Brokerage Comparison for Long-Term Investors: TD Ameritrade vs. Vanguard
There has never been a better time to be an investor. Online discount brokerages like TD Ameritrade and Vanguard make it easier than ever before to buy and sell stocks, ETFs, and mutual funds from your computer or mobile device. TD Ameritrade and Vanguard are two of the most popular brokers for long-term investors, so here's what you should know before opening a brokerage account with either company.
Investors today have it much better than they did just a decade ago. Trading costs and commissions are becoming smaller and smaller with each passing day.Below are standard trading commissions for stocks, ETFs, and mutual funds at TD Ameritrade and Vanguard.
Data source: Company websites.
Note that you may qualify for volume- and loyalty-based discounts at either brokerage based on how much you trade, how much you have in your account, or how much you have invested in the company's own funds and ETFs.Both TD Ameritrade and Vanguard have some commission-free funds and ETFs, as well as brokerage special offers and IRA account special offers that can further reduce your actual trading costs.
Commission-free funds and trades
Brokerages are increasingly giving investors the ability to buy and sell funds for free. TD Ameritrade and Vanguard both offer commission-free trades in a number of mutual funds and ETFs. If low-cost investing is what you're looking for, then you'll be very pleased with the no-transaction-fee (NTF) funds and ETFs available on either platform. TD Ameritrade offers 101 commission-free ETFs from iShares, Vanguard, and VanEck, along with 3,984 NTF mutual funds. Vanguard offers 55 commission-free ETFs, all from Vanguard, and thousands of NTF mutual funds, which include Vanguard products.
When shopping for commission-free ETFs and NTF mutual funds, keep in mind that transaction fees are just one of the many costs that come with owning ETFs or mutual funds. Don't forget to compare expense ratios and other fees.
Image source: Getty Images.
TD Ameritrade and Vanguard do not have specific minimum investment requirements for stock, fund, or ETF investors. Some mutual funds have their own minimum investment requirements. Similarly, there are effectively minimums for investing in ETFs and stock: You'll need to be able to buy at least one share to make a trade.
TD Ameritrade does not allow for trading in international stocks. Instead, its clients are limited to American depositary receipts (ADRs), which trade on U.S. markets. Vanguard offers its clients the ability to trade stocks listed on foreign markets, but only through an associate on the Vanguard Brokerage Block Desk. Trades of this type are assessed a commission plus a $50 processing fee.
We at The Motley Fool believe in long-term investing, and we generally don't care too much about the fancy features or charting abilities of a brokerage's trading platform. As buy-and-hold investors, we try to spend as little time as possible buying and selling stocks, as investment returns and trading frequency are usually inversely related; investors who are less active tend to earn higher returns.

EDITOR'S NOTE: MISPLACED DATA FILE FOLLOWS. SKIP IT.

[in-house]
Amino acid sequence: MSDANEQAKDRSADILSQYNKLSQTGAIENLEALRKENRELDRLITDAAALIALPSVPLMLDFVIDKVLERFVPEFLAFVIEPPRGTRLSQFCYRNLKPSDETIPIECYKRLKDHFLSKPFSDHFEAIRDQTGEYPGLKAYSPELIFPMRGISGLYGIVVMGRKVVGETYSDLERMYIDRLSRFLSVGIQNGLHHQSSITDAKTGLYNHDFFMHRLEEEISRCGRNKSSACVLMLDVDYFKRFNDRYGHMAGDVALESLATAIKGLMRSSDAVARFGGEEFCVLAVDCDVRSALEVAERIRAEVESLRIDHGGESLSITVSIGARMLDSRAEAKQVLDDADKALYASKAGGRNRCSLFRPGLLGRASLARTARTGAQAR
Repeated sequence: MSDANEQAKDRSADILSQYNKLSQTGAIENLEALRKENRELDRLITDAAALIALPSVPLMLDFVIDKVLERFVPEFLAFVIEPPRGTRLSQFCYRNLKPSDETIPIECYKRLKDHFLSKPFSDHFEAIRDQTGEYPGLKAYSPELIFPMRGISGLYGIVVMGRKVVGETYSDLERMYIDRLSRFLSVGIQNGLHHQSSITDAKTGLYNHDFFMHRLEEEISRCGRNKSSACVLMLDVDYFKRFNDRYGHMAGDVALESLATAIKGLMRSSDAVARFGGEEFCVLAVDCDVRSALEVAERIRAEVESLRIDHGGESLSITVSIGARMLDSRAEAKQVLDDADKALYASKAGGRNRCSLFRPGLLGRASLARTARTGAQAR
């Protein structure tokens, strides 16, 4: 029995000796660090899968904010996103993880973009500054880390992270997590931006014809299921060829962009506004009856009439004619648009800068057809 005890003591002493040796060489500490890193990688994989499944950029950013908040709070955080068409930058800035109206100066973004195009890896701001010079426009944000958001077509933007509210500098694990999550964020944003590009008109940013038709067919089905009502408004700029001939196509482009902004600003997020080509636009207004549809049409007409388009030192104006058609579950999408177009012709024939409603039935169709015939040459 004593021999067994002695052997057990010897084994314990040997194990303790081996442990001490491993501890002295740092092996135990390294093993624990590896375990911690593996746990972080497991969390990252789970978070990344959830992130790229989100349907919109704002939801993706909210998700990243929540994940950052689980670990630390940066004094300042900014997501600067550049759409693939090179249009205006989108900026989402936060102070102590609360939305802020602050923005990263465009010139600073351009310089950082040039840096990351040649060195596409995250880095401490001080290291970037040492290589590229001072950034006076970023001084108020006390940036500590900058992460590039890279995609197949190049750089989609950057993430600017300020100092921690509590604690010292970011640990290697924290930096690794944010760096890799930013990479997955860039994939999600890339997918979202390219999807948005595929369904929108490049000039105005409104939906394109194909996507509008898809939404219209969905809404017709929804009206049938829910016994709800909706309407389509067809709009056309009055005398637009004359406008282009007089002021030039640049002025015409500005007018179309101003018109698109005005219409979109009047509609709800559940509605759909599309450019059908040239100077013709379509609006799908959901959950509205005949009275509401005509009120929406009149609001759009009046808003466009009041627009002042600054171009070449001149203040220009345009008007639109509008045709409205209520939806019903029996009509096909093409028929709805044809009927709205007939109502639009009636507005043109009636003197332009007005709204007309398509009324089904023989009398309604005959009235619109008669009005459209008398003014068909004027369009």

That said, preference for trading platforms is largely a personal choice. You'll find plenty of functionality with either brokerage.
Research quality and tools
Both TD Ameritrade and Vanguard offer stock and mutual fund screeners that allow you to sort through potential investments quantitatively. In addition, you'll find third-party research from Thompson Reuters and Standard & Poor's on both brokerage platforms.
Both brokers also offer a number of proprietary research tools. TD Ameritrade has an interesting tool that allows you to see what people are saying about companies on social platforms like Twitter. Vanguard has a helpful portfolio analysis tool to reveal the potential risk and return of a mutual fund portfolio, for example. Depending on your needs, you could be very happy with either broker.
Here's how each broker's users and clients rated the mobile apps' capabilities on iOS and Android devices.
Data sources: Relevant app stores. Data as of Nov. 25, 2016.
Getting to the bottom line
For long-term investors, TD Ameritrade and Vanguard have plenty to offer, including inexpensive commissions, numerous no-transaction-fee funds, and plenty of research tools and resources. To be clear: The Motley Fool does not endorse any particular broker. Learn more about online brokerage accounts or open a brokerage account at Fool.com's broker center.
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Jordan Wathen has no position in any stocks mentioned. The Motley Fool owns shares of and recommends Apple, TD Ameritrade, and Twitter. The Motley Fool has the following options: long January 2018 $90 calls on Apple and short January 2018 $95 calls on Apple. Try any of our Foolish newsletter services free for 30 days. We Fools may not all hold the same opinions, but we all believe that considering a diverse range of insights makes us better investors. The Motley Fool has a disclosure policy.